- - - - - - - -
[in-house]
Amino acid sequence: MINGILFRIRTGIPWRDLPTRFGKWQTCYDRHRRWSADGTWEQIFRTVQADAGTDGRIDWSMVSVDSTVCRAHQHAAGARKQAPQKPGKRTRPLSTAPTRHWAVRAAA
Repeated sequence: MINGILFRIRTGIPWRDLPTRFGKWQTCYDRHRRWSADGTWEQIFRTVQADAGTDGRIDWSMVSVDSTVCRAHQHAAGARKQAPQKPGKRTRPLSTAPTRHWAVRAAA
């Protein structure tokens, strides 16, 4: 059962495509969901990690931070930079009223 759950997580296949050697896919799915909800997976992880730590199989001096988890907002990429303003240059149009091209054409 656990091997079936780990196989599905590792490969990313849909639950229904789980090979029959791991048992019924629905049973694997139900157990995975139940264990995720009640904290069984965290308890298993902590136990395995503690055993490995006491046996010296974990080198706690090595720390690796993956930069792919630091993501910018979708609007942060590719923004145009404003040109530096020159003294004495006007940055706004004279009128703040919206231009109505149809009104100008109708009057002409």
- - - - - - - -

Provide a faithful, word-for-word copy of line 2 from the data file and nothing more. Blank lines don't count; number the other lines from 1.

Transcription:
Amino acid sequence: MINGILFRIRTGIPWRDLPTRFGKWQTCYDRHRRWSADGTWEQIFRTVQADAGTDGRIDWSMVSVDSTVCRAHQHAAGARKQAPQKPGKRTRPLSTAPTRHWAVRAAA